The Farmer’s Almanac has predicted a frigid winter, with temperatures below average for most of the country. It likely won’t be quite so cold in our pleasant mid-Atlantic climes, but why not spend the season curled up beneath a hand-sewn quilt — particularly one you’ve sewn yourself? City Quilter boasts more than 20 classes in charm quilts, puzzle quilts, patchwork quilts, etc. So why not get down? Down-filled, that is.

If you dream of handmade scarves and mittens, but your theme song might as well be “The Needle and the Damage Done,” consider improving your stitching skills with courses at Boerum Hill’s Knit-A-Way. In addition to private lessons and project consultations, you can enroll in classes such as “Knitting With Colors,” “Crochet Poncho,” and “Finishing Techniques.”

In New York, you can hire people to deliver your groceries, choose your wardrobe, even de-grime your toenails. But if you miss doing things with your own two hands, enroll in a workshop at Makeville in Gowanus. Classes include instruction in the building of art, lighting, and decorative and functional objects, and the very popular “Getting Started in Furniture Making.” Makeville offers kids’ classes, too.


The oldest pair of ice skates, discovered in Switzerland, was last laced up some 5,000 years ago. Since that time, the activity has evolved, developing spectacular spins and jumps and a worrying tendency toward flesh-colored mesh fabrics. You can learn some of these techniques at Flushing’s World Ice Arena, which runs a strictly bring-your-own-sequins skating school, with instruction for tots, teens, and adults. You’ll be lutzing in no time.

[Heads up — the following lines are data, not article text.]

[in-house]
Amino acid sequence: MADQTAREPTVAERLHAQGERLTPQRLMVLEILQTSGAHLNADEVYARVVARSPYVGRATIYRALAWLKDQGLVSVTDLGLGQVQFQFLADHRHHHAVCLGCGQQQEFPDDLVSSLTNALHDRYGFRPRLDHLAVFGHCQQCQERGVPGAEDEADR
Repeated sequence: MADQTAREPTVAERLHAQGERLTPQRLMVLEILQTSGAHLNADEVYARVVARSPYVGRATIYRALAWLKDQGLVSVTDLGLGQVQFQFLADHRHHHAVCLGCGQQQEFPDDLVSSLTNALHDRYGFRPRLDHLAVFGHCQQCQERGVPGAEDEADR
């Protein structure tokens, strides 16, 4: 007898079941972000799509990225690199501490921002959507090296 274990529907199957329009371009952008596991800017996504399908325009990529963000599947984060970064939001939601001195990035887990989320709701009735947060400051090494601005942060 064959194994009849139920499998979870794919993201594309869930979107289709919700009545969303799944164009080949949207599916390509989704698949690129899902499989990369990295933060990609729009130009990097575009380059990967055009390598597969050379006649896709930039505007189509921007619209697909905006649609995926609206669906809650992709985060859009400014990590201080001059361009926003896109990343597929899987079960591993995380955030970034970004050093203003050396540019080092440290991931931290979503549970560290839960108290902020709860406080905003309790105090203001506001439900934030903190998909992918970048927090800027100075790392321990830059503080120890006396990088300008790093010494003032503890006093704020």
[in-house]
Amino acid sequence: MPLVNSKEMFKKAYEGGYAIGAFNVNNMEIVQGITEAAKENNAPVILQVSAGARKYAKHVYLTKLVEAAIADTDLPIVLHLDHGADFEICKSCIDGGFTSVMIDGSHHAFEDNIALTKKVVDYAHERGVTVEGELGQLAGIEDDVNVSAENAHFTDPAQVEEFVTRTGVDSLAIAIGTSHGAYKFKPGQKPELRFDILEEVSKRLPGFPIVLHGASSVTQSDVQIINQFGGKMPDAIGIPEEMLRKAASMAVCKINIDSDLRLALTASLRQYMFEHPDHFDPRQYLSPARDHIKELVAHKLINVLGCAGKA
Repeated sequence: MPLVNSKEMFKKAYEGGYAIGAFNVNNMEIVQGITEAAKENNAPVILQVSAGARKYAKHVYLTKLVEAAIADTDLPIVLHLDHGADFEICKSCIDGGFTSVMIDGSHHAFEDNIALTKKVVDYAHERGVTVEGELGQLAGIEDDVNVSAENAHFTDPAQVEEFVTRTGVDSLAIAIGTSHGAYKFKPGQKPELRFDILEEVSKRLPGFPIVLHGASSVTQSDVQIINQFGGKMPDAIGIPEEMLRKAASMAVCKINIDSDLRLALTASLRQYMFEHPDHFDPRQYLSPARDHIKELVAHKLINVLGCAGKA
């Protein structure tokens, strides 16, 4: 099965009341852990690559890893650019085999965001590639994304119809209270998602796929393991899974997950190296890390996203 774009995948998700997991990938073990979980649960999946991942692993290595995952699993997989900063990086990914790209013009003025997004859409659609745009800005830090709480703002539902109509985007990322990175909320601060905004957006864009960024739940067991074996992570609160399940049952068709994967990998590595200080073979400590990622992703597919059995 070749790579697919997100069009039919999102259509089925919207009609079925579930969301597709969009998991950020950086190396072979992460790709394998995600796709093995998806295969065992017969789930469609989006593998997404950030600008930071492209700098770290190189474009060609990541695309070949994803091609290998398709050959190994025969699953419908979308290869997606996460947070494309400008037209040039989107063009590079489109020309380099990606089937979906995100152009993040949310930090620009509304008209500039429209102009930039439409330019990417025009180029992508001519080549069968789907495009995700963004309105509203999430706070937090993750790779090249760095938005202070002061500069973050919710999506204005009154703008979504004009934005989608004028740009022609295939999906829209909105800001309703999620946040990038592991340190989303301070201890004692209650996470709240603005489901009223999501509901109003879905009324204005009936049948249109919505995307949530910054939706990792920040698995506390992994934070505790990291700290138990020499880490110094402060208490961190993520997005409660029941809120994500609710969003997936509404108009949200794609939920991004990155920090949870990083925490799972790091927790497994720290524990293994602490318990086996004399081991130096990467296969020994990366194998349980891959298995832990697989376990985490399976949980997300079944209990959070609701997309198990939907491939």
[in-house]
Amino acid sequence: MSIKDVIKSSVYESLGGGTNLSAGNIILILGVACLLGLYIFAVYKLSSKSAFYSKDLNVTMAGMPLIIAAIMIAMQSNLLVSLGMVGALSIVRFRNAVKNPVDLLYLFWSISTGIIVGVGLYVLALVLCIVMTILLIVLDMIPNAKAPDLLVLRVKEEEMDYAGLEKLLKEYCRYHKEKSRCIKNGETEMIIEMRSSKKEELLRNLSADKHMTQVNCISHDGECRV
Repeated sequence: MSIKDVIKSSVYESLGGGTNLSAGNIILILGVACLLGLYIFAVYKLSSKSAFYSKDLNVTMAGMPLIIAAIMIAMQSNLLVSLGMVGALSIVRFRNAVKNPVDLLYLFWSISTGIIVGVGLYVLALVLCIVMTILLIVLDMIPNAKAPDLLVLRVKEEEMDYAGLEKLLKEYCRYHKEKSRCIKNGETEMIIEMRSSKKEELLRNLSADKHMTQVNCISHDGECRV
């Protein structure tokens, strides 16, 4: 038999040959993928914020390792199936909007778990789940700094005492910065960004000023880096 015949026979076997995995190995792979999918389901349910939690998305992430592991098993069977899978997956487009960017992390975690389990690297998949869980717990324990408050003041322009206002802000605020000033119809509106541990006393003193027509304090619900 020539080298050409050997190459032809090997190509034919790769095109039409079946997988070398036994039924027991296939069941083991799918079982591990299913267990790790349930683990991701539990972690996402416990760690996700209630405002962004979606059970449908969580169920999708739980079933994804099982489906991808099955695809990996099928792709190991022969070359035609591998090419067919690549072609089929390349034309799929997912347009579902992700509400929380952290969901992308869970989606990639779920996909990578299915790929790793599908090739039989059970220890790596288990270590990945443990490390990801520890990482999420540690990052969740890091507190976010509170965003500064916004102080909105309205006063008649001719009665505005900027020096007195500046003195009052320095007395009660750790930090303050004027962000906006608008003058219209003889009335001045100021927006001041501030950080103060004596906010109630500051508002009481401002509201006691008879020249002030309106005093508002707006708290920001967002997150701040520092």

Longtime Voice writer Nat Hentoff once opined that the chief attraction of tennis is “the opportunity it gives to release aggression physically without being arrested for felonious assault.” But if you’d like to practice your non-criminal behavior with some more élan, at Manhattan’s Midtown Tennis Club you can enroll in “Indoor Adult Tennis College,” “Adult Tennis Camp,” or “Stroke of the Week.”

Most people do not consider billiards a violent game. Clearly, they have not enrolled in Tony Robles’s Deadly Pool Workshop. Robles, a professional pool player who enjoys the sobriquet “The Silent Assassin,” instructs would-be ballers in the esoteric arts of cue ball control, position play, defense play, and killer attitude.


On a depressing day in the city, you can easily find yourself concluding that New York is for the birds. And it is! Pigeons fight for crumbs against ducks, geese, cormorants, sandpipers, egrets, and marsh hawks. The Salt Marsh Alliance has restored portions of Marine Park’s marshes and made them an Eden for birdwatchers and their prey. You can get your ornithology on at the Alliance’s Saturday-morning birding class.

Aspirin comes from willow bark, heart medicine from the foxglove, and anti-cancer drugs from yew trees. Natural remedies form the core of Herbal Bear‘s course in Medical Botany, offered both at its Chelsea location and at the New York Botanical Garden in the Bronx. Students will study the medicinal properties of plants and learn “proper methods for herbal cultivation, harvesting, and storage to protect herbal efficacy.”